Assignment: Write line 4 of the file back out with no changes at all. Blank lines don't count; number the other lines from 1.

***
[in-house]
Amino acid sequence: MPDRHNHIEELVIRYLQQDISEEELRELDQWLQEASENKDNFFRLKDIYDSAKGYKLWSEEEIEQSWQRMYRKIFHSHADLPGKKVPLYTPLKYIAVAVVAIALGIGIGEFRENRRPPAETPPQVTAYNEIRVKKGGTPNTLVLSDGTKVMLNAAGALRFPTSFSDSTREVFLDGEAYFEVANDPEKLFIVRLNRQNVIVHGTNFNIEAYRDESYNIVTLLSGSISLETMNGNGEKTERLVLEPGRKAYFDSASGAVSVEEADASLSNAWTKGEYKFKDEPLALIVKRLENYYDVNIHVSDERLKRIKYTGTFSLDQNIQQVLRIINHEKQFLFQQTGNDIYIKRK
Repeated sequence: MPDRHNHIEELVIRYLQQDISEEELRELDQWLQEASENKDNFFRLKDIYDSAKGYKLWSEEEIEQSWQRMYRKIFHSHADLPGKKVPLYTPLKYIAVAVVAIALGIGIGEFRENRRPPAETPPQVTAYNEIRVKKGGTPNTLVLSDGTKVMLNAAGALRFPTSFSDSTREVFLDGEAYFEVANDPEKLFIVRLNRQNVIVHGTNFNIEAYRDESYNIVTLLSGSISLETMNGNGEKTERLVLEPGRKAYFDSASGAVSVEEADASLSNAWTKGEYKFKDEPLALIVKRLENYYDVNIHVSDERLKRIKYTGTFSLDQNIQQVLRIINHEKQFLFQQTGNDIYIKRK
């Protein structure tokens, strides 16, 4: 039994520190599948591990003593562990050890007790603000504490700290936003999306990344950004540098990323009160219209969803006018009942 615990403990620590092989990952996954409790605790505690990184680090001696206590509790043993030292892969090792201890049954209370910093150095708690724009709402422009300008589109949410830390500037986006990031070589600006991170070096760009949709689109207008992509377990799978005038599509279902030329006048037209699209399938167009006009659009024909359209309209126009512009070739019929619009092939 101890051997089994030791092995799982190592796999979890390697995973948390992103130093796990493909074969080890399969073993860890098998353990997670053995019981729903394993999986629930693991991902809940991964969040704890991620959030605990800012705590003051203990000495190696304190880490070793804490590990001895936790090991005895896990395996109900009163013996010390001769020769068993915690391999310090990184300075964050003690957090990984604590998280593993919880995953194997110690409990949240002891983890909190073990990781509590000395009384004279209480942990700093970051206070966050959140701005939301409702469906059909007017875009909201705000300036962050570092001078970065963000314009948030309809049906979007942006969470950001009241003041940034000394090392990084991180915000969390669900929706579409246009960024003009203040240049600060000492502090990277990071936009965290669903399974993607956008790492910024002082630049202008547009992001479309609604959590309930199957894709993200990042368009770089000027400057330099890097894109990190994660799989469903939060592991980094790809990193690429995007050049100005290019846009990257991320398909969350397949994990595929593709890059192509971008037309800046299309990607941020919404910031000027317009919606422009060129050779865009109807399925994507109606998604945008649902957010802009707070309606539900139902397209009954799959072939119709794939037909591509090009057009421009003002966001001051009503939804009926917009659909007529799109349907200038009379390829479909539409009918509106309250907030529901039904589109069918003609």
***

């Protein structure tokens, strides 16, 4: 039994520190599948591990003593562990050890007790603000504490700290936003999306990344950004540098990323009160219209969803006018009942 615990403990620590092989990952996954409790605790505690990184680090001696206590509790043993030292892969090792201890049954209370910093150095708690724009709402422009300008589109949410830390500037986006990031070589600006991170070096760009949709689109207008992509377990799978005038599509279902030329006048037209699209399938167009006009659009024909359209309209126009512009070739019929619009092939 101890051997089994030791092995799982190592796999979890390697995973948390992103130093796990493909074969080890399969073993860890098998353990997670053995019981729903394993999986629930693991991902809940991964969040704890991620959030605990800012705590003051203990000495190696304190880490070793804490590990001895936790090991005895896990395996109900009163013996010390001769020769068993915690391999310090990184300075964050003690957090990984604590998280593993919880995953194997110690409990949240002891983890909190073990990781509590000395009384004279209480942990700093970051206070966050959140701005939301409702469906059909007017875009909201705000300036962050570092001078970065963000314009948030309809049906979007942006969470950001009241003041940034000394090392990084991180915000969390669900929706579409246009960024003009203040240049600060000492502090990277990071936009965290669903399974993607956008790492910024002082630049202008547009992001479309609604959590309930199957894709993200990042368009770089000027400057330099890097894109990190994660799989469903939060592991980094790809990193690429995007050049100005290019846009990257991320398909969350397949994990595929593709890059192509971008037309800046299309990607941020919404910031000027317009919606422009060129050779865009109807399925994507109606998604945008649902957010802009707070309606539900139902397209009954799959072939119709794939037909591509090009057009421009003002966001001051009503939804009926917009659909007529799109349907200038009379390829479909539409009918509106309250907030529901039904589109069918003609």